People say humor writing is hard. It’s not that hard. Not if you know the formula.
Yes, there are actually steps you can follow to write humor.
(Now, writing humor well is another topic entirely. For that, you’ll need years of practice spent studying humor and language.)
Humor is based on a number of different things that all have to happen at the same time, chief among them is letting people make the connection in their own brains (there’s also Recognition and Surprise, but we’ll discuss those later). If the reader can make that connection on there own, something is funny. If they don’t make it, because they’re unfamiliar with the topic, the joke dies, and you lose the laugh.
This is why you should never explain jokes or repeat them. The connection, and the surprise that comes with it, are gone, and so is the opportunity to laugh.
Here’s an example:
If you watch Family Guy, you’ll get this, and it should have made you at least chuckle. If you don’t, you don’t know who this is, and you’ll never get the joke.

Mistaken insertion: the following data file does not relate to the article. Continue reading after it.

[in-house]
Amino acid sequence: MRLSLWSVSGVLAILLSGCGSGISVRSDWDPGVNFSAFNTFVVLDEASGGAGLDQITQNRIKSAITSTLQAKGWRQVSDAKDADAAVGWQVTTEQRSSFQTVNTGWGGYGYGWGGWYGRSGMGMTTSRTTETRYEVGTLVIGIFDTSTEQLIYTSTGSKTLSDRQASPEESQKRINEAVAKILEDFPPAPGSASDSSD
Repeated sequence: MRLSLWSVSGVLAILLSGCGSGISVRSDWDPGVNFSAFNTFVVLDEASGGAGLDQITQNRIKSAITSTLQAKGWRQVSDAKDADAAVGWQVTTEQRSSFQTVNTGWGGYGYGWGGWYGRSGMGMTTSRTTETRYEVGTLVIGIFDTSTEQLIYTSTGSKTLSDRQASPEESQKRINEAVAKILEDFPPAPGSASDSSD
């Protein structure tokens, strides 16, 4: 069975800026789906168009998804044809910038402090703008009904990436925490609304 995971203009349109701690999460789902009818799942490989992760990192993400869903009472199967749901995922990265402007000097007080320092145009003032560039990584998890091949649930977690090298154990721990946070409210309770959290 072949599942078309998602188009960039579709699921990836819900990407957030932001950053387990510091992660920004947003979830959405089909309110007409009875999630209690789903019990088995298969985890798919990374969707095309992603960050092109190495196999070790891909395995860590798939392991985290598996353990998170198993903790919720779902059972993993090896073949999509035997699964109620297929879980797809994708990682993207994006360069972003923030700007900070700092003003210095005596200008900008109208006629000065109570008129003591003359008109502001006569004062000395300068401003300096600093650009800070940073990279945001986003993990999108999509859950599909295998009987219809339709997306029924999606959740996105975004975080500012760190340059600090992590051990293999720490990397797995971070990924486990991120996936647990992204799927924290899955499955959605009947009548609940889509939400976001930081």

So for you Family Guy viewers, why was it funny? Because a few things all happened at the same time:
- You recognized the character Bruce from Family Guy. You know what his catchphrase, and you know how he sounds. (Recognition)
- You read the text, and seeing “Oh no” triggered his voice in your head. (Connection)
- As you read the rest of the text, you realized you did exactly what it says. (Surprise)
If those three things happened — all at once, mind you — the joke scores and you laughed. But if you didn’t recognize Bruce, or you don’t know what he sounds like, or you’ve already seen this before, there’s no laugh.
To make a joke score, whether you’re telling it or writing it, you need to let people make a connection in their own minds.